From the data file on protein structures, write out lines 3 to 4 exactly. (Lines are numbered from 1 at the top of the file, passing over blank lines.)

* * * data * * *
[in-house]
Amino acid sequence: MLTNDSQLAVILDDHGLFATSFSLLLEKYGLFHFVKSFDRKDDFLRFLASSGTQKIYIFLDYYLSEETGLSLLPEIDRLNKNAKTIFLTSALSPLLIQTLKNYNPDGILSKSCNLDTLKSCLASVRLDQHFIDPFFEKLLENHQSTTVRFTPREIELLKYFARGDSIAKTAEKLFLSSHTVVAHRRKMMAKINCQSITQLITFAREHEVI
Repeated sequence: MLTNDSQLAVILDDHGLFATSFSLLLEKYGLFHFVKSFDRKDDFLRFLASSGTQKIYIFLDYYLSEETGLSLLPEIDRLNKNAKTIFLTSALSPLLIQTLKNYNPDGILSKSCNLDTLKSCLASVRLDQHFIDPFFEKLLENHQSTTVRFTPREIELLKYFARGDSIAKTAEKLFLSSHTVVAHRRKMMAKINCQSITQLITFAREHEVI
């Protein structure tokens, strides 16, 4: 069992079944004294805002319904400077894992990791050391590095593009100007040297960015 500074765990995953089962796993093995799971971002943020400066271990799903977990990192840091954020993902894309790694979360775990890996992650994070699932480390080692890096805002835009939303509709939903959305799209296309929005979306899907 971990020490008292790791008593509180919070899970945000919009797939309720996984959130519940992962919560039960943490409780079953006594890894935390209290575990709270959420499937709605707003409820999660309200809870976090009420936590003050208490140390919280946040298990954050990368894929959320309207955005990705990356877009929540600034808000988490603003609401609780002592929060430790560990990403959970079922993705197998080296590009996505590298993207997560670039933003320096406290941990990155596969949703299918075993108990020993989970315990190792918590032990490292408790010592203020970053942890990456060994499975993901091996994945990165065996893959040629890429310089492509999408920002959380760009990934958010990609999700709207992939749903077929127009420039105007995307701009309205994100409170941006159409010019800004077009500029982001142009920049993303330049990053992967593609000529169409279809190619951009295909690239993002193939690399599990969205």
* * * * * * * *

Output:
Repeated sequence: MLTNDSQLAVILDDHGLFATSFSLLLEKYGLFHFVKSFDRKDDFLRFLASSGTQKIYIFLDYYLSEETGLSLLPEIDRLNKNAKTIFLTSALSPLLIQTLKNYNPDGILSKSCNLDTLKSCLASVRLDQHFIDPFFEKLLENHQSTTVRFTPREIELLKYFARGDSIAKTAEKLFLSSHTVVAHRRKMMAKINCQSITQLITFAREHEVI
């Protein structure tokens, strides 16, 4: 069992079944004294805002319904400077894992990791050391590095593009100007040297960015 500074765990995953089962796993093995799971971002943020400066271990799903977990990192840091954020993902894309790694979360775990890996992650994070699932480390080692890096805002835009939303509709939903959305799209296309929005979306899907 971990020490008292790791008593509180919070899970945000919009797939309720996984959130519940992962919560039960943490409780079953006594890894935390209290575990709270959420499937709605707003409820999660309200809870976090009420936590003050208490140390919280946040298990954050990368894929959320309207955005990705990356877009929540600034808000988490603003609401609780002592929060430790560990990403959970079922993705197998080296590009996505590298993207997560670039933003320096406290941990990155596969949703299918075993108990020993989970315990190792918590032990490292408790010592203020970053942890990456060994499975993901091996994945990165065996893959040629890429310089492509999408920002959380760009990934958010990609999700709207992939749903077929127009420039105007995307701009309205994100409170941006159409010019800004077009500029982001142009920049993303330049990053992967593609000529169409279809190619951009295909690239993002193939690399599990969205």